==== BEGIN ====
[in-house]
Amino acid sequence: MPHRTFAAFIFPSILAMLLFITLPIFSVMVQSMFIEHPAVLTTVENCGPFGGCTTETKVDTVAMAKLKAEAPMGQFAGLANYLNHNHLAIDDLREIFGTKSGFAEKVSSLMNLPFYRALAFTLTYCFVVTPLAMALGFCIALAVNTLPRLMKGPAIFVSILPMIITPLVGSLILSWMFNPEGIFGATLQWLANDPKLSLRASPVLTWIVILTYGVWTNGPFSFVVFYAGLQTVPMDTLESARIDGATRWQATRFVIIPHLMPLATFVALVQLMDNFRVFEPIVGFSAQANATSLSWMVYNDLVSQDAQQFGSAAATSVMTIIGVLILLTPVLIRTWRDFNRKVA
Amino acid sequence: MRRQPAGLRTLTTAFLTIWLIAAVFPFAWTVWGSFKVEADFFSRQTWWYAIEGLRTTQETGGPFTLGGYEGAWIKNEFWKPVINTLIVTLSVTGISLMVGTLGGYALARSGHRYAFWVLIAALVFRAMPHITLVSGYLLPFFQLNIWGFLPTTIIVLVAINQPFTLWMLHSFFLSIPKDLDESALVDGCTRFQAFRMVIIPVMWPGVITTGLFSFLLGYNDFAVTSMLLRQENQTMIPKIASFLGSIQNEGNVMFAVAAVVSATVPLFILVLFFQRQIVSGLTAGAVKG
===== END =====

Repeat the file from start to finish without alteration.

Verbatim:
[in-house]
Amino acid sequence: MPHRTFAAFIFPSILAMLLFITLPIFSVMVQSMFIEHPAVLTTVENCGPFGGCTTETKVDTVAMAKLKAEAPMGQFAGLANYLNHNHLAIDDLREIFGTKSGFAEKVSSLMNLPFYRALAFTLTYCFVVTPLAMALGFCIALAVNTLPRLMKGPAIFVSILPMIITPLVGSLILSWMFNPEGIFGATLQWLANDPKLSLRASPVLTWIVILTYGVWTNGPFSFVVFYAGLQTVPMDTLESARIDGATRWQATRFVIIPHLMPLATFVALVQLMDNFRVFEPIVGFSAQANATSLSWMVYNDLVSQDAQQFGSAAATSVMTIIGVLILLTPVLIRTWRDFNRKVA
Amino acid sequence: MRRQPAGLRTLTTAFLTIWLIAAVFPFAWTVWGSFKVEADFFSRQTWWYAIEGLRTTQETGGPFTLGGYEGAWIKNEFWKPVINTLIVTLSVTGISLMVGTLGGYALARSGHRYAFWVLIAALVFRAMPHITLVSGYLLPFFQLNIWGFLPTTIIVLVAINQPFTLWMLHSFFLSIPKDLDESALVDGCTRFQAFRMVIIPVMWPGVITTGLFSFLLGYNDFAVTSMLLRQENQTMIPKIASFLGSIQNEGNVMFAVAAVVSATVPLFILVLFFQRQIVSGLTAGAVKG